So I thought I’d pull together some common customer service tools, tactics and focuses and give them an “EX” (employee experience) twist. Some of these do indeed exist already but as our culture continues to put customers ahead of employees, it might spark some ideas on how an organization can internally better engage their staff. Or at least measure how they are doing. We can’t forget that improving organizational health improves customer engagement.
- Net Promoter Score (NPS) – a single question used to measure customer satisfaction with a product or service. For example: “On a scale of zero to ten, how likely are you to recommend our business to a friend or colleague?”
FLIP IT to eNPS Employee Promotor Score – a question or two used to measure employee satisfaction with your organization. This is already used by companies such as Apple, and asks, “On a scale of zero to ten, how likely is it you would recommend this company as a place to work?” Other organizations such as Bain & Company have even added an additional question “How likely would you be to recommend this company’s products or services to a friend or colleague?”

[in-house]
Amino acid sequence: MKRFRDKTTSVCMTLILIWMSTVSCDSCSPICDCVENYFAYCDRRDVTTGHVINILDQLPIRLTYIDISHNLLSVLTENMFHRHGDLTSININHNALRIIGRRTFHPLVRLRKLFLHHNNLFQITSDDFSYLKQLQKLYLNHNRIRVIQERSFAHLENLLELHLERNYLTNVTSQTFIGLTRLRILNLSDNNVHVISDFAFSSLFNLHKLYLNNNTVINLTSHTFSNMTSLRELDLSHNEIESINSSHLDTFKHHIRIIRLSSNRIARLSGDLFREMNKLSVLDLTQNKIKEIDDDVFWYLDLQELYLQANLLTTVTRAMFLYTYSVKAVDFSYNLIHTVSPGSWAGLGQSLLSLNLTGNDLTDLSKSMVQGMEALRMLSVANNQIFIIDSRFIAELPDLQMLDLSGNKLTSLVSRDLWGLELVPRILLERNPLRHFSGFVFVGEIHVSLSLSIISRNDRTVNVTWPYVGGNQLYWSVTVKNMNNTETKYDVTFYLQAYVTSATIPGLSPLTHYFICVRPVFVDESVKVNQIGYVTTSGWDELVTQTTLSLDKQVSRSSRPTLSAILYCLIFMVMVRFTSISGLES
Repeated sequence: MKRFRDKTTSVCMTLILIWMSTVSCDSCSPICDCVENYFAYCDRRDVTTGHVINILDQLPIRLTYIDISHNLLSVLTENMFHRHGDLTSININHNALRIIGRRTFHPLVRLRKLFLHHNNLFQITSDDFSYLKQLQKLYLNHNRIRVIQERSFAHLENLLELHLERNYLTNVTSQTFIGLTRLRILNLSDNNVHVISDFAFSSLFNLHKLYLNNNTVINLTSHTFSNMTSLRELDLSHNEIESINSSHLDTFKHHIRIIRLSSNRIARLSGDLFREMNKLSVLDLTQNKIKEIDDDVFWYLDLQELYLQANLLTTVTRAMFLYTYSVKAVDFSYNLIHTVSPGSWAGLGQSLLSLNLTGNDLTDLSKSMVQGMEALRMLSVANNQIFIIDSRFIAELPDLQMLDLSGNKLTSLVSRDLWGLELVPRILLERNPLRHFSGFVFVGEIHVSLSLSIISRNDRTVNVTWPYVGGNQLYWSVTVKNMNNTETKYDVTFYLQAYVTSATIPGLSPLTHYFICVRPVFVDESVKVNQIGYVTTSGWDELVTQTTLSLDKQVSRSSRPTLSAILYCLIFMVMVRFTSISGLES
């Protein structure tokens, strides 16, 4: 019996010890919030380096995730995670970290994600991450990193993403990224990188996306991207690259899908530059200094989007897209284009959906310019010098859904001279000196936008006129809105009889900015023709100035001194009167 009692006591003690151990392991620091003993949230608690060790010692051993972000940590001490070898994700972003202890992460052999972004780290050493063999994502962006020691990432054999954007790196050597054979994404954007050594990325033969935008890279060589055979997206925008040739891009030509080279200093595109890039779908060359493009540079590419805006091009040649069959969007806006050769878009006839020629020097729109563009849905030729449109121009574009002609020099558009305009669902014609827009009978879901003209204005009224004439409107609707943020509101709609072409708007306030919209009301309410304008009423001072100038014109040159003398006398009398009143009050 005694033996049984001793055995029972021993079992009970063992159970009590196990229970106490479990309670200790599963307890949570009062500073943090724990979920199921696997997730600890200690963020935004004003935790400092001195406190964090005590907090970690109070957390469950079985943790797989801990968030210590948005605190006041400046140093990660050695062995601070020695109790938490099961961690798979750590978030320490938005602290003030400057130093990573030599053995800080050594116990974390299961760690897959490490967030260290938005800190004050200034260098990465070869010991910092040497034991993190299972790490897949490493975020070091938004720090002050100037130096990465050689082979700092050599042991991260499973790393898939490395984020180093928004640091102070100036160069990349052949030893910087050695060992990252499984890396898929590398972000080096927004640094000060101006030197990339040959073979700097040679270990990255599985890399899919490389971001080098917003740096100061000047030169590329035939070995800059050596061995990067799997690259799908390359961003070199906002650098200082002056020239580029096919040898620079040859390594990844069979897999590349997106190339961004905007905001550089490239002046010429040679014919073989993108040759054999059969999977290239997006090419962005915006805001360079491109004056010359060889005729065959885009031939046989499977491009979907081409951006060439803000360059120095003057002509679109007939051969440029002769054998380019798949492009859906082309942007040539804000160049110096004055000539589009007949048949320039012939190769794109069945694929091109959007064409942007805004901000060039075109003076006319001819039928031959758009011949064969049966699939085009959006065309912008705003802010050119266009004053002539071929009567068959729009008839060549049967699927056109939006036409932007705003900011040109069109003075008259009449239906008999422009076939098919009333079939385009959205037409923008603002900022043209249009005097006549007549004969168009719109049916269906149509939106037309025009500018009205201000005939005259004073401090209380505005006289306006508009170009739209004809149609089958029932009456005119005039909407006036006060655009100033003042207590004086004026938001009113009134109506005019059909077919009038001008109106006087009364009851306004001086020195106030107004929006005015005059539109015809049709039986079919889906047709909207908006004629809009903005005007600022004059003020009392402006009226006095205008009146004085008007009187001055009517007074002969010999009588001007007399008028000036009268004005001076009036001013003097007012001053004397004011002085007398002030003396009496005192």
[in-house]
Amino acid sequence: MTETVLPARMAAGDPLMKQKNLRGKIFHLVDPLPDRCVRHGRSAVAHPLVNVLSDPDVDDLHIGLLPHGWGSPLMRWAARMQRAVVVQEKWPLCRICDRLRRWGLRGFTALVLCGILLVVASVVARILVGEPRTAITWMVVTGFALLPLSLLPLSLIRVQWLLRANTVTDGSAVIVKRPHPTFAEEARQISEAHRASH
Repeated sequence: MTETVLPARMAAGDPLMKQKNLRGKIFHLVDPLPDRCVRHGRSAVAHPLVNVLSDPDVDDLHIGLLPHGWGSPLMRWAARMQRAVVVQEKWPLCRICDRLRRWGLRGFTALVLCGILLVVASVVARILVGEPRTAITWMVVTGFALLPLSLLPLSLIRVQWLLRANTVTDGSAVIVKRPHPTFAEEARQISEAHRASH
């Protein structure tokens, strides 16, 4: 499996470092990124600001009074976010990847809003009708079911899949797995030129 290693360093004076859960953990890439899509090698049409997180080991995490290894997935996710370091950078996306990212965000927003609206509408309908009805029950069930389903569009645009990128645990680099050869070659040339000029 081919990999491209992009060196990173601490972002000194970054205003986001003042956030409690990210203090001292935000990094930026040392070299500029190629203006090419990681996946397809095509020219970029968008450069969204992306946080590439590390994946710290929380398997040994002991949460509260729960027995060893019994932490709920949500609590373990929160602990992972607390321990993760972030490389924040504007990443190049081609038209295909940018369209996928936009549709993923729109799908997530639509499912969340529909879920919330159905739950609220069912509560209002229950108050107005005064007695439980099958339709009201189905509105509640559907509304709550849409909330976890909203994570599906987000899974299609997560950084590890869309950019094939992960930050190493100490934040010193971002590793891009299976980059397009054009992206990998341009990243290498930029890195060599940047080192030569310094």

- Voice of Customer (VoC) Programs – this is a focus on capturing, analyzing and reporting on all customer feedback—expectations, likes, and dislikes—associated with your company. Done through direct discussions or interviews, surveys, focus groups, observation, warranty data, field reports, complaint logs, etc. this exercise collects customer’s feedback about their experiences with and expectations for your products or services. It focuses on customer needs, expectations, understandings, and product improvement.
FLIP IT to Voice of Employee (VoE) Programs – your customers certainly have the ability to provide open and honest feedback if, taken seriously by the organization, can benefit the product or service. So do your employees. How do you value their voice and their ability to freely provide open and honest feedback? Capture, analyze, report and act on their candour and through all those communication streams mentioned under VoC. Give your employees a platform to be open and honest to make your organization a healthier and more productive place to work.
- Customer Relationship Management (CRM) – a tool used for managing all your company’s relationships and interactions with past or present customers and potential customers. As Salesforce puts it, “A CRM solution helps you focus on your organization’s relationships with individual people — including customers, service users, colleagues, or suppliers — throughout your lifecycle with them, including finding new customers, winning their business, and providing support and additional services throughout the relationship.”
FLIP IT to Employee Relationship Management (ERM) – a tool that manages your organization’s relationships and interactions with your present employees at all levels, on a personal level. Milestones, achievements, challenges, anniversaries… all in an effort to to better connect with them and help them. I’m sure many staff would love a solution that “provides support and additional services throughout the relationship” when they need them, just like a CRM does.